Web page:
And Then I Am Gone: A Walk with Thoreau tells the story of a New York City man who becomes an Alabama man. Despite his radical migration to simpler living and a late-life marriage to a saint of sorts, his persistent pet anxieties and unanswerable questions follow him. Mathias Freese wants his retreat from the societal “it” to be a brave safari for the self rather than cowardly avoidance, so who better to guide him but Henry David Thoreau, the self-aware philosopher who retreated to Walden Pond “to live deliberately” and cease “the hurry and waste of life”? In this memoir, Freese wishes to share how and why he came to Harvest, Alabama (both literally and figuratively), to impart his existential impressions and concerns, and to leave his mark before he is gone.
About the Author
Mathias B. Freese is a writer, teacher, and psychotherapist who has authored six books. His I Truly Lament: Working Through the Holocaust won the Beverly Hills Book Awards and the Reader’s Favorite Book Award, and it was a finalist in the Indie Excellence Book Awards, the Paris Book Festival, and the Amsterdam Book Festival. In 2016 Tesserae: A Memoir of Two Summers, his first memoir, received seven awards.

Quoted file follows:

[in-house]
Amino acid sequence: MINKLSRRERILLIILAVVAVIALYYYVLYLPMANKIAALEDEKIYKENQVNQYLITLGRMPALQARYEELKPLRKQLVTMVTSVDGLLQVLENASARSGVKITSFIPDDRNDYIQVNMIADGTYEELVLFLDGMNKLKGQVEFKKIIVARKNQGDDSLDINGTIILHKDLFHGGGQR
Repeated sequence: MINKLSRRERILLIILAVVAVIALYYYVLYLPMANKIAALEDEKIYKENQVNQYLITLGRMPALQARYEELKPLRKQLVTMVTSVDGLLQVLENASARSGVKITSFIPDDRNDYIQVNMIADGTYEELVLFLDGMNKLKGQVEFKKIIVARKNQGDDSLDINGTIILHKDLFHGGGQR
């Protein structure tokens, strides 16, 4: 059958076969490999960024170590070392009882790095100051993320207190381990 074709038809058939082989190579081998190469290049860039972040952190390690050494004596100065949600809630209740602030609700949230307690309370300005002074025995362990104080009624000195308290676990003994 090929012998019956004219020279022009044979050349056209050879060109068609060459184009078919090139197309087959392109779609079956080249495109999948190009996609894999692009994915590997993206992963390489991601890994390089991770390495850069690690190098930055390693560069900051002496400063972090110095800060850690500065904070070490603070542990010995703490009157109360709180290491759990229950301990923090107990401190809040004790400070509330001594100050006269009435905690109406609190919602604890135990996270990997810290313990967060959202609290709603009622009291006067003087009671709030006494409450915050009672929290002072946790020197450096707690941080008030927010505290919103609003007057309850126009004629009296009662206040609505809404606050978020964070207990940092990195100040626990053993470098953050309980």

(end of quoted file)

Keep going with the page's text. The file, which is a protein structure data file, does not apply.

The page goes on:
Title: And Then I Am Gone: A Walk with Thoreau
Author: Mathias B. Freese
Genre: Non-Fiction – Memoir/Biography
Formats: Paperback & eBook
Published by: Wheatmark
Pub. Date: September 21, 2017
Number of pages: 117
Content Warning: N/A
Purchase at: Amazon.com, Amazon.ca, Amazon.co.uk and Barnes&Noble.com
Are they two really different memoirs? I think the same characterological themes surface in both. [Amazing Grace: I was lost and now I am found, was blind and now I see.] In the first memoir I wander, lost, and in the second because of age and reflection and the awakening of intelligence, now I see. The tone of one is scaling personal heights, often desperately, while young and foolish, and the last memoir is the arrival of old age with the wise understanding it was the struggle, Sisyphus at that, that really counted. Read both as complementary bookends. Both books engage in interior self-dialoging; in one I fabricate therapy sessions to distil the disturbances in my life; in the other, I engage Thoreau, who never says a word, to self-engage myself at 77. Some of us wear a cross around our necks, others wear a star of David. I choose to wear a question mark. For me, a memoir is a living written expression of who we are and much more entertaining than a stone in a bleak cemetery.
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